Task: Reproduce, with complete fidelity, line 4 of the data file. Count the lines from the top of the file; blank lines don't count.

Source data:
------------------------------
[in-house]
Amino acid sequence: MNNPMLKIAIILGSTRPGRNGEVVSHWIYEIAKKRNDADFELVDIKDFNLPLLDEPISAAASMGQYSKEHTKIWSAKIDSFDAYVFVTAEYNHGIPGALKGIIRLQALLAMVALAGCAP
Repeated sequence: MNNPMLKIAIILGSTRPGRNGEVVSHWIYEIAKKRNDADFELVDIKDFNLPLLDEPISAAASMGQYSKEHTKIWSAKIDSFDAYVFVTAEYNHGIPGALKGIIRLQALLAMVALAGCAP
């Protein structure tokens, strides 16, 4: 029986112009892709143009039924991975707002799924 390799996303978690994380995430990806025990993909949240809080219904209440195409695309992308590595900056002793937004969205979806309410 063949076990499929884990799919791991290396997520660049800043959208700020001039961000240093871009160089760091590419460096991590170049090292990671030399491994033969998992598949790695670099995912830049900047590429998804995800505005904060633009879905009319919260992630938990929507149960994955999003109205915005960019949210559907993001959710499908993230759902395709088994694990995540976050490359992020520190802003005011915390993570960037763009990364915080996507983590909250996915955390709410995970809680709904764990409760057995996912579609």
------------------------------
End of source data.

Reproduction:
């Protein structure tokens, strides 16, 4: 029986112009892709143009039924991975707002799924 390799996303978690994380995430990806025990993909949240809080219904209440195409695309992308590595900056002793937004969205979806309410 063949076990499929884990799919791991290396997520660049800043959208700020001039961000240093871009160089760091590419460096991590170049090292990671030399491994033969998992598949790695670099995912830049900047590429998804995800505005904060633009879905009319919260992630938990929507149960994955999003109205915005960019949210559907993001959710499908993230759902395709088994694990995540976050490359992020520190802003005011915390993570960037763009990364915080996507983590909250996915955390709410995970809680709904764990409760057995996912579609």